On the second, and final, day of the Dunlop test it is clear that Leo may have found what his father used to call his “comfort zone” in these big, heavy and powerful sports cars. Hitherto he hasn’t been anywhere near 650bhp, he’s never seen Estoril and his only racing experience has been with single-seaters. But he is immediately on the pace, less than a second shy of his father. Brother Greg stole the lion’s share of the plaudits during their time in British Formula 3 but the older, taller of the Mansell sons is fighting back.
“Sure, I’ve learnt a lot,” he smiles, “and there’s a hell of a lot more power than I’m used to. Where we go from here is up in the air. Obviously we’re interested or we wouldn’t be here and it’s great for me to get the experience. Where this leads, we’ll have to see, and it would be great for us all to race together. But there’s a lot of water still to go under the bridge and we’ll just have to see if the right opportunity comes along. The car is much more exciting to drive than I thought it would be – it’s big, it’s heavy, but it’s nimble and I’m learning a lot about how to get the best from it.”
As the test comes to a close Nigel is in a huddle with the men in the yellow Dunlop shirts. He wants some new tyres, he wants to go home with his name at the top of the timesheets. The man they used to call Il Leone is pacing around the paddock like a lion in a cage. Make no mistake, this is not a fun day out with the family, this is Mansell on another mission.
“I’ll be honest with you,” he says, tantalisingly, gently prodding my chest, “I want to show them what we can do and I want the fastest time. They’ve had the best of the tyres over the last two days (they being the Dunlop teams from the Le Mans Series) and in the last couple of hours I’m psyching myself up for a real go. I’ve asked for three sets of the new rubber and we’ll see what we can do.”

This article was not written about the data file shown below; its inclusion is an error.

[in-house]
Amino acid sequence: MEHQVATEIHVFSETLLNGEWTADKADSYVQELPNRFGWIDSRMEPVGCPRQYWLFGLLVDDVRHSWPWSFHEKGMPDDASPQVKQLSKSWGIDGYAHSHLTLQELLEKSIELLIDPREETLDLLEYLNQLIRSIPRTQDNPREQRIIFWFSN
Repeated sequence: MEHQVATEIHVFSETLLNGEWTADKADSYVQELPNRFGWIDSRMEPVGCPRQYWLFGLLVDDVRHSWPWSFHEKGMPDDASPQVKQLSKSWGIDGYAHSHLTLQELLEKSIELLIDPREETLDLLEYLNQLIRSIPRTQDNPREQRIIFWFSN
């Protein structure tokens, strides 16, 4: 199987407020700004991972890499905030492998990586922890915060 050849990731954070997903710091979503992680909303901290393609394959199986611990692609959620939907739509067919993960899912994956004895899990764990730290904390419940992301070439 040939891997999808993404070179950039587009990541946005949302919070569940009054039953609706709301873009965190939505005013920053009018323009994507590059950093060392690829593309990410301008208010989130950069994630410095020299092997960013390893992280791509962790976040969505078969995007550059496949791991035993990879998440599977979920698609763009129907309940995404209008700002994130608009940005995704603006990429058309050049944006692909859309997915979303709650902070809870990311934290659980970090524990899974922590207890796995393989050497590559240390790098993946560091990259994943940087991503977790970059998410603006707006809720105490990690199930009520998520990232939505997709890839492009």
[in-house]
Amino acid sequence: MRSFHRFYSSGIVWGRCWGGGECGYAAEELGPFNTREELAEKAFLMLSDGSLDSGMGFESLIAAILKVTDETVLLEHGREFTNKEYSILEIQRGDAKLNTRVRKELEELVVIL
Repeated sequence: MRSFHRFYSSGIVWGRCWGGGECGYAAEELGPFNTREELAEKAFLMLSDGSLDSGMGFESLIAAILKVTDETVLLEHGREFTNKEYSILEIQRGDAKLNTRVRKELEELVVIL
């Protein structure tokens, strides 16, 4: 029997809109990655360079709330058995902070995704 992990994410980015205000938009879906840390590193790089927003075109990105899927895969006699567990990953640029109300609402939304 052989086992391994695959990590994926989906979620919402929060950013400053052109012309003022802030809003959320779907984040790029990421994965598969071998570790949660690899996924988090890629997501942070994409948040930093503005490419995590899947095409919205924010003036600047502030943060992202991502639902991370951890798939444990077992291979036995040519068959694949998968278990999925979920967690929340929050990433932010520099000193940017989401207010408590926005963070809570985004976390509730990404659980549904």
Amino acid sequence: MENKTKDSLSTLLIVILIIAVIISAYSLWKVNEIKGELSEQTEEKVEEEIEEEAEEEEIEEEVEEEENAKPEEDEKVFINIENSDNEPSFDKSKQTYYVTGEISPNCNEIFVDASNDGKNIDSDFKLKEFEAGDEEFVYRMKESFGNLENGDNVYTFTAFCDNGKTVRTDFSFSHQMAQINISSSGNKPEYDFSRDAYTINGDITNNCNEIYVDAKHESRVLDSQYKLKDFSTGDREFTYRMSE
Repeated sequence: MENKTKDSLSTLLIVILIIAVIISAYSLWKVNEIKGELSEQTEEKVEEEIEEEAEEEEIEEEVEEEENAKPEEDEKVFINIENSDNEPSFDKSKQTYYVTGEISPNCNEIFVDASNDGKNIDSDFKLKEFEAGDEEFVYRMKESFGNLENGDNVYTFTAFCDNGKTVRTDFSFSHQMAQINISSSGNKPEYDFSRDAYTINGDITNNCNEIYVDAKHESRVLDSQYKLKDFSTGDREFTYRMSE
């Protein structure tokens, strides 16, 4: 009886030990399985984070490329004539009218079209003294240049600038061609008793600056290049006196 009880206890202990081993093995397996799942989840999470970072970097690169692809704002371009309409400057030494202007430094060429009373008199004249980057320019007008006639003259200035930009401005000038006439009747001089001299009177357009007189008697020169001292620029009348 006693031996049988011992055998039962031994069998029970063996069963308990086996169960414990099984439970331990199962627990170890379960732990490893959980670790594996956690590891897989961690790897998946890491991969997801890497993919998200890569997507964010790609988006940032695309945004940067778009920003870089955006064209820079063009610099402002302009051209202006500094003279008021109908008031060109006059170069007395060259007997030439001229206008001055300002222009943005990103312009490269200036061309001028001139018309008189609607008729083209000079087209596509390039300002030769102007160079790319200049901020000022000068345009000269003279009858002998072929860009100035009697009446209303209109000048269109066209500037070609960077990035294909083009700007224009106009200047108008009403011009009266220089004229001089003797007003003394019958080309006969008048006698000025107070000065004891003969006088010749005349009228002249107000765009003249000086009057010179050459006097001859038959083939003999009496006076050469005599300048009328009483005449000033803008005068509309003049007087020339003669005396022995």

As the sun goes down, and the track begins to cool, out he goes. The times come down with every lap. Suddenly there are yellow shirts everywhere, Le Mans Series regulars go to the pitwall, while Berridge and Hugh Chamberlain pull on their headsets, all eyes fixed on the telemetry. The Lola is in for more tyres, a 1min 28.00sec on the board.
In again, another set, out again and he’s on course for a 1min 27.20sec – until a glitch in the paddleshift leads him to miss a gear. He steps out and hands the car to Leo with 10 minutes of the session left. At first he can’t find the groove but, as the marshals prepare to pack up for the day, Leo bangs in a 1min 27.94sec – leaving the Mansells as top dogs at the end of the two-day test!
There is much cheering and shaking hands, a delighted Nigel hugs Leo, wants to know where he found the time. They watch it back on the on-board video like two kids with a new toy.
“Yes, I’m happy,” says a slightly breathless Nigel. “And I tell you, I’ll be aching all over tomorrow. People have said I’m over the hill but I think I’ve shut them up today. My greatest pleasure is how well Leo has gone so we’ll have to see what happens. Anything’s possible.”
As is customary on these occasions great secrecy surrounds exactly who did what and on which tyre it was achieved. But what is not in doubt is that Mansell is back, a prospect that promises plenty more drama. Wherever he goes, whatever he does, he is headline news. As the clan flew home to Jersey on their private jet, Captain Mansell at the controls, there will have been much to discuss. The man can’t help himself, can’t resist one more flourish. Stand by for fireworks. They don’t do damp squibs.
ENTRIES FOR R.A.C. TOURIST TROPHY RACE
ENTRIES FOR R.A.C. TOURIST TROPHY RACE ENTRIES in the R.A.C. Tourist Trophy Race have closed with a total of forty-one. The race will take place over the Ards Circuit near…
S. LEWIS Racing, Flying & Motor Clothing Fame 27 Carburton St., LONDON, W.1 'Phone : Museum 4793 Car Crash Helmets, our super quality, all colours 42/ White Linen Helmets, perfect…
The Danish Motor Museum in Copenhagen has closed, the required average of 35,000 visitors a year to break-even never having risen above some 14,000. We hear also that the Shuttleworth…